Adipose tissue serves not only as an energy storage organ, but also secretes hormones and metabolites that are thought to regulate insulin sensitivity and energy metabolism (1,2). Adiponectin, the most abundant adipose-specific protein, is exclusively expressed in and secreted from adipose tissue (3–5). Plasma adiponectin concentration is decreased in individuals with obesity (4–6) and type 2 diabetes (7) and is more closely related to whole-body insulin sensitivity than to adiposity (8). In rhesus monkeys, plasma adiponectin concentration has been shown to decrease in parallel with increases in insulin sensitivity during the progression to type 2 diabetes (9). Whereas these findings provide circumstantial evidence that adiponectin may modulate insulin sensitivity, more recent studies demonstrate that administration of adiponectin to rodents increases insulin-induced tyrosine phosphorylation of the insulin receptor (IR) in skeletal muscle, resulting in improved glucose tolerance in these animals (10). The role of adiponectin in modulating insulin signaling in humans remains unknown.
In vivo insulin-mediated glucose disposal occurs primarily in skeletal muscle (11). In Pima Indians, obesity and insulin resistance are associated with impairments of skeletal muscle IR tyrosine phosphorylation in response to insulin (12). To further characterize the relationship between adiponectin and glucose/insulin metabolism in humans, we examined 1) the cross-sectional association between plasma adiponectin concentration and skeletal muscle IR tyrosine phosphorylation and 2) the prospective association between plasma adiponectin concentration at baseline and change in whole-body insulin sensitivity.
RESEARCH DESIGN AND METHODS
A total of 55 Pima Indians (Table 1) who were participants in ongoing studies of the pathogenesis of obesity and type 2 diabetes were included in this analysis. Subjects for the present analysis were selected from participants of a longitudinal study of the risk factors of obesity and type 2 diabetes and had been admitted to the metabolic ward for measurements including muscle insulin-stimulated IR phosphorylation (12) and plasma adiponectin (8). All subjects were between 18 and 50 years of age and were nonsmokers at the time of the study. Except for two subjects with type 2 diabetes, all subjects were healthy according to a physical examination and routine laboratory tests. Subjects were then invited back at approximately annual intervals for repeated oral glucose tolerance tests (OGTTs) and, in a subgroup of subjects, for repeated assessment of insulin sensitivity. The protocol was approved by the Tribal Council of the Gila River Indian Community and by the Institutional Review Board of the National Institute of Diabetes and Digestive and Kidney Diseases, and all subjects provided written informed consent before participation.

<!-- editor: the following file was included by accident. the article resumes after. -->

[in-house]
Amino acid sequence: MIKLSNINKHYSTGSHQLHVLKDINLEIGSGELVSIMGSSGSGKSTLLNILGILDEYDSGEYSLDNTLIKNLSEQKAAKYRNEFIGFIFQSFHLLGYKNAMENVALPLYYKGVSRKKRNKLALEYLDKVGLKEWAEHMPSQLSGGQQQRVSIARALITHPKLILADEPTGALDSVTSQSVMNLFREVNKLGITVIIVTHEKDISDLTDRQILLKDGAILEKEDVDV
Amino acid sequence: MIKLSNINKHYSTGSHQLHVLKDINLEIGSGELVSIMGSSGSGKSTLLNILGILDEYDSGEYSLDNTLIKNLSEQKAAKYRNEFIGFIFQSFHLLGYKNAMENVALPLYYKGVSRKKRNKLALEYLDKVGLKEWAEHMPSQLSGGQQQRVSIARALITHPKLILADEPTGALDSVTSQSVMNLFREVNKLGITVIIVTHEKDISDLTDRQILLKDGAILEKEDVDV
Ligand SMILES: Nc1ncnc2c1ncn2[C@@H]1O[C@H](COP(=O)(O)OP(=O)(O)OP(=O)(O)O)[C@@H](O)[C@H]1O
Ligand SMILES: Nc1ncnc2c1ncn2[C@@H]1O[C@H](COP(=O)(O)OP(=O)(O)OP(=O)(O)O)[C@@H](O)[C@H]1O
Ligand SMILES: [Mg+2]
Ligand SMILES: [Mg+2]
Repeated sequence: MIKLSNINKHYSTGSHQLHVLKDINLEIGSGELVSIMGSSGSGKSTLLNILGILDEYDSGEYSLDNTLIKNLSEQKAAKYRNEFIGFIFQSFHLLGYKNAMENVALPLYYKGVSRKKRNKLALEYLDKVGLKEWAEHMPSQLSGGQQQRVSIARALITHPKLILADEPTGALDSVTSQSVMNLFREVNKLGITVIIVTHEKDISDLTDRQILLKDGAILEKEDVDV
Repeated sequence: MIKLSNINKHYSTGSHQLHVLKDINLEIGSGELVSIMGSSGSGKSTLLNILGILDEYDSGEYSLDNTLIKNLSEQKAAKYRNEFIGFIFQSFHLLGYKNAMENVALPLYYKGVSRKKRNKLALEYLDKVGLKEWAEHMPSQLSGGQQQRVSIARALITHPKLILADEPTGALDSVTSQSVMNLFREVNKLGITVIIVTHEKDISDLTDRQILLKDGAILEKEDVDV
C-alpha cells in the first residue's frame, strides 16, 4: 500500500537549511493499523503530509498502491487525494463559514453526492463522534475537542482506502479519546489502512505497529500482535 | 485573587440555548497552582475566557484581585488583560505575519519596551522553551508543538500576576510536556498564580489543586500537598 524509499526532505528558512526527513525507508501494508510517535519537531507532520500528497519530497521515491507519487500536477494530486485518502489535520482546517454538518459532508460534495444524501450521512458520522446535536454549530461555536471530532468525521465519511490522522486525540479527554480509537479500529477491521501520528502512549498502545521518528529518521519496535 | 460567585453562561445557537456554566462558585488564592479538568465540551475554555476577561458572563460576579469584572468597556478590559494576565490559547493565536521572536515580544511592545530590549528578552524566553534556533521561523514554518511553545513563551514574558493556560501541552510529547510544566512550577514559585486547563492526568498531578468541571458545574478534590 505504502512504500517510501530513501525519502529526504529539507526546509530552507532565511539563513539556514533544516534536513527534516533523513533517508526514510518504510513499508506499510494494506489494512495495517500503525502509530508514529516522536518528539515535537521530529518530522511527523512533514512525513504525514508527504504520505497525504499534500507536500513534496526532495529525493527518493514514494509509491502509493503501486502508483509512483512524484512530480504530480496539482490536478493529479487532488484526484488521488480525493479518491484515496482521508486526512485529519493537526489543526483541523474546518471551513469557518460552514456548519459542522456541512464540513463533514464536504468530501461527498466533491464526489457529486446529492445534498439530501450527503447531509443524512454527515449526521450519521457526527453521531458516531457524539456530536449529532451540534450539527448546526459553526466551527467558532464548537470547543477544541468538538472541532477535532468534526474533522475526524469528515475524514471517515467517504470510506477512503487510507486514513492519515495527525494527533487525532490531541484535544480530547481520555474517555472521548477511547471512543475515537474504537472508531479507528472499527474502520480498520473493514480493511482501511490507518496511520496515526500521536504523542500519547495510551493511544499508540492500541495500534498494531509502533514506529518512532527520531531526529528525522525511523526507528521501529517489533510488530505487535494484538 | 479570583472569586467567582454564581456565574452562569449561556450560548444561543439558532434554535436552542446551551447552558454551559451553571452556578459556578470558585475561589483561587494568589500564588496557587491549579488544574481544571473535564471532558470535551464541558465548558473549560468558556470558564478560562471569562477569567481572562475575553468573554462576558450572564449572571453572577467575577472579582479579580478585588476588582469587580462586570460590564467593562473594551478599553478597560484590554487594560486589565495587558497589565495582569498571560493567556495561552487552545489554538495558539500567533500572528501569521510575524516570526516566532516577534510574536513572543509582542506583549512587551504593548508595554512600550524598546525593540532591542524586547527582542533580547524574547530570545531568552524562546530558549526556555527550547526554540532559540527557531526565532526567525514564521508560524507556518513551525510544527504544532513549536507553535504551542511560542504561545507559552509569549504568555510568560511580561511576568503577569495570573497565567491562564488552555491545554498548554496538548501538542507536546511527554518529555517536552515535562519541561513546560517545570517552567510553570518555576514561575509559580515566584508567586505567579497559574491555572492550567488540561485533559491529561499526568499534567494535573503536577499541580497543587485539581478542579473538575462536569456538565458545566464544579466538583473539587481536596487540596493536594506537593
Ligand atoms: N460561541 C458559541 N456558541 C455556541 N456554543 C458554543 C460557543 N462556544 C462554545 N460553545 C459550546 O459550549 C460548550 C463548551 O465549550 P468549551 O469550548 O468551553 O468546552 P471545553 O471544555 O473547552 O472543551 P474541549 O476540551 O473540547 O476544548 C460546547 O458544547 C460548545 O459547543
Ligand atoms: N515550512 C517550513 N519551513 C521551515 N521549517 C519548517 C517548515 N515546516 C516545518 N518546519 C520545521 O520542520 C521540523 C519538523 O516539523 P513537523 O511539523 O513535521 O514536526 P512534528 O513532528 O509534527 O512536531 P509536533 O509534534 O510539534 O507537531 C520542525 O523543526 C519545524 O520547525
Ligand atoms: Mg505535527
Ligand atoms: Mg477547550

Cross-sectional analyses were carried out in all subjects (n = 55) who were characterized for plasma adiponectin concentration, glucose tolerance, percent body fat, insulin sensitivity; in addition, a subgroup (group 1, n = 19) underwent muscle biopsies for measurement of skeletal muscle IR tyrosine phosphorylation. Subjects included in this analysis represented a wide range of glucose tolerance (14 normal glucose tolerant, 3 impaired glucose tolerant, and 2 type 2 diabetic subjects, according to the 1997 American Diabetes Association diagnostic criteria (13).
Prospective analyses were performed in a subgroup of subjects (group 2, n = 38) who were normal glucose tolerant at baseline, were nondiabetic at follow-up, and had baseline measurements of plasma adiponectin concentration, percent body fat, 2-h glucose, insulin-stimulated glucose disposal, and follow-up measurements of insulin-stimulated glucose disposal (group 2).
Subjects were admitted for 8–10 days to the National Institutes of Health Clinical Research Unit in Phoenix, AZ, where they were fed a weight-maintaining diet (50% of calories as carbohydrate, 30% as fat, and 20% as protein) and abstained from strenuous exercise. After at least 3 days on the diet, subjects underwent a series of tests for the assessment of body composition, glucose tolerance, insulin sensitivity, and (in selected cases) skeletal muscle biopsies.